There was a lot wrong with the communication between the emergency services and the victims and the survivors of the bombing that night.
"She was speaking after the publication of a report by Lord Kerslake into the emergency services" handling of the attack in May past year.
The fire service's chief apologised "unreservedly" for the failures.
Lone suicide bomber Salman Abedi, 22, detonated his home-made device at 10.31pm on May 22 previous year in the arena foyer as 14,000 people, many of them children, streamed out at the end of an Ariana Grande concert.
According to the report, the first police officers were on the scene within one minute of the explosion, and more police and paramedics arrived soon after.
The report also said the fire officer was unable to get through to the force duty inspector.
One of the most startling revelations from the new report is that, because there was no clear and present fire in the venue following the explosion, the emergency responders didn't allow any fire crews to enter the building.
This hampered communication and awareness of what was happening at the scene.
"Strategic oversights" by police commanders led to confusion over whether there was an "active shooter" after the attack that killed 22 and poor communications meant fire crews only arrived two hours and six minutes after the bombing. Usually, its average response time is under six minutes.
The report said that a Greater Manchester Fire and Rescue Service senior fire officer "stuck to the rules" and kept firefighters 1,600 feet away from the scene while paramedics were already treating victims.
"There is not one single reason nor one individual that caused this failure".
Lord Kerslake said that "deep down" the errors were prompted by failings in "operational culture". Some said photographers took "sneaky" pictures through a window when they were being told their loved ones had died.
The inquiry panel said it was not able to determine whether quicker deployment of firefighters could have saved lives, saying only coroners can answer that. "The discipline of the fire service meant that they could not self-deploy".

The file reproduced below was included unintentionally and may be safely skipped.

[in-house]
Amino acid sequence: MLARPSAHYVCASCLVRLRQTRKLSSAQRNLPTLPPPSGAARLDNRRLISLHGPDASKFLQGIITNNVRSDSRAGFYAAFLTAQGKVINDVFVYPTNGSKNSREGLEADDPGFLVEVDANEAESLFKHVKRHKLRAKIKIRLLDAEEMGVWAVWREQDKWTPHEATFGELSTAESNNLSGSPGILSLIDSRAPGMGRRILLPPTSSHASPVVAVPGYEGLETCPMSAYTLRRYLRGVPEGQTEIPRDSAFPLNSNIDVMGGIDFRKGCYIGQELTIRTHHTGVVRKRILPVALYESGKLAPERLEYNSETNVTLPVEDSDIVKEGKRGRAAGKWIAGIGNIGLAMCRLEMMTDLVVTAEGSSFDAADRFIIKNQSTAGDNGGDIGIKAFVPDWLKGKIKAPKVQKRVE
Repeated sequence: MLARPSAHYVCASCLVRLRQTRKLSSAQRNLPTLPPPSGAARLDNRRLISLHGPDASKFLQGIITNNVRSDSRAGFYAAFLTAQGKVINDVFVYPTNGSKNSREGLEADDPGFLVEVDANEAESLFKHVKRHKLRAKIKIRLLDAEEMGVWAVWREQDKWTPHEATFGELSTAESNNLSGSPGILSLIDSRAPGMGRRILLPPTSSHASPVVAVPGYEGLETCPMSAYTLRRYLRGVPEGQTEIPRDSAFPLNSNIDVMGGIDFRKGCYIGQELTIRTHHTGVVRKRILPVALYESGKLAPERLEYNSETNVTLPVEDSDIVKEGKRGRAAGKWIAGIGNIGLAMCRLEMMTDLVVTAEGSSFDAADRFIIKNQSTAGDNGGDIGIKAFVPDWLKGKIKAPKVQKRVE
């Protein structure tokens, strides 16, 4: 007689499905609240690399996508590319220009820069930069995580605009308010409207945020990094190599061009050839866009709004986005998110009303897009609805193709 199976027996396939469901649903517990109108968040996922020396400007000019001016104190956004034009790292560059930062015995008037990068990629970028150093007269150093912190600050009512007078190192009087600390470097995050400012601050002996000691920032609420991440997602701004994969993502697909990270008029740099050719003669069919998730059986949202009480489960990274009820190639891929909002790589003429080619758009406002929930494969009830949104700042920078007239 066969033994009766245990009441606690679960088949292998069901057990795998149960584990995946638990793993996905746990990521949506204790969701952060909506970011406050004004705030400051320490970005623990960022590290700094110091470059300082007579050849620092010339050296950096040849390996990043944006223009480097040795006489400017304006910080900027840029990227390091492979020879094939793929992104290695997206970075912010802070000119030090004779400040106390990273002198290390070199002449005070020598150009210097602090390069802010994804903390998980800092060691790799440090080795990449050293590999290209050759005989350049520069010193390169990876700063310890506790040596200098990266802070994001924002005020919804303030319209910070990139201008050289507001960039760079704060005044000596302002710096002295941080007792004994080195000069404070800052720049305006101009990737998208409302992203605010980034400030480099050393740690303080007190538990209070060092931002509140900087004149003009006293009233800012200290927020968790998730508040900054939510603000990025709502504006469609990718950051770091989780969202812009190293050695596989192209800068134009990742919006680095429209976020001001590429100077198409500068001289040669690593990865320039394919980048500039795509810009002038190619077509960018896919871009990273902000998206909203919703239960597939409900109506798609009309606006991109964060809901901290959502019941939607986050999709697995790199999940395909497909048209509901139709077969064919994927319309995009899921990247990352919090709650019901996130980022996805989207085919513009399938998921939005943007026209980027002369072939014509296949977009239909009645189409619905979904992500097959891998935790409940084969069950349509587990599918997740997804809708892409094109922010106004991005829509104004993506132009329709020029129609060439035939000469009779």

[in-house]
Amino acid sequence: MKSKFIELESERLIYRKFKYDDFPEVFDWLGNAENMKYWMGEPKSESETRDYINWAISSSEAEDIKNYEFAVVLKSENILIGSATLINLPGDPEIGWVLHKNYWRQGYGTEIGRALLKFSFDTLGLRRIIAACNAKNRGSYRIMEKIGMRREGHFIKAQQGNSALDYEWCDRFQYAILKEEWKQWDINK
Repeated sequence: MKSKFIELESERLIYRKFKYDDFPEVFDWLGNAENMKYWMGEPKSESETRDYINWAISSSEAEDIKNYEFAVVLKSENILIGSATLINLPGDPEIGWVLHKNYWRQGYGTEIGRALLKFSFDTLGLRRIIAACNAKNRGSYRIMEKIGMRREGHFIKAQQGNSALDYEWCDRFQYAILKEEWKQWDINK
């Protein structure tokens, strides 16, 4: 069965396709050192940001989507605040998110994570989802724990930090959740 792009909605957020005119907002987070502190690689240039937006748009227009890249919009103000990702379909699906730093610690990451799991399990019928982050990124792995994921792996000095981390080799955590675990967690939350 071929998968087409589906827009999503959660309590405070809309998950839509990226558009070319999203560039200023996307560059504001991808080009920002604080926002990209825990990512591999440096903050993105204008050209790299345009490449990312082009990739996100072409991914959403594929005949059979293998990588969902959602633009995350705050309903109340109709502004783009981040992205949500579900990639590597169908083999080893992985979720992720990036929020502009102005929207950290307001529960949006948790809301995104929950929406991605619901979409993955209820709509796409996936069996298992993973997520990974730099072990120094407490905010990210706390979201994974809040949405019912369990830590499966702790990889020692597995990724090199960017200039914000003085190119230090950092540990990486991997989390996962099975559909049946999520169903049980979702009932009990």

But the National Mutual Aid Telephony system operated by Vodafone experienced a "catastrophic failure", Lord Kerslake found.
More positively, a number of families spoke in praise of sympathetic reporting by the Manchester Evening News and other papers local to the bereaved.
"This was clearly unacceptable and we sincerely apologize for the distress caused to those affected by this bad attack", Vodafone said in a statement sent to CNN.
However, Lord Kerslake said the company "should also apologise directly to the families" for whom the failure of this "vital" system "made the experience of this truly awful evening even worse".
Commissioned by Andy Burnham, mayor of Greater Manchester, the inquiry assessed the preparedness and emergency response to the attack.
But he assumed, wrongly, other agencies were aware.
"As a result firefighters themselves, desperate on the night to attend the incident, were let down by some of their senior colleagues". "We are working to make sure this never happens again".
The then £155,000-a-year chief fire officer, Peter O'Reilly, has now retired, keeping his pension with no action taken against him.
Police and ambulance personnel were on the scene "very rapidly" and emergency personnel exercised "sound judgement in an extremely stressful, chaotic and unsafe environment", the report added.
For example, while the survivors fled for their lives from the Manchester Arena after bearing witness to a terrorist attack, a homeless guy named Chris Parker robbed a bunch of them, and none of the police officers on the scene noticed or did anything about it. Justice would eventually be done, since he was sentenced to over four years in jail earlier this year, but that was eight months overdue.
The child of one family was given condolences on the doorstep before official notification of the death of her mother.
Lord Kerslake said the unspeakable attack had been a brutal and real-world test of the emergency services' response.
The civic response by staff at Manchester City Council has also been praised by Lord Kerslake as "exceptional", while voluntary, community and faith groups provided a vital role in supporting those affected.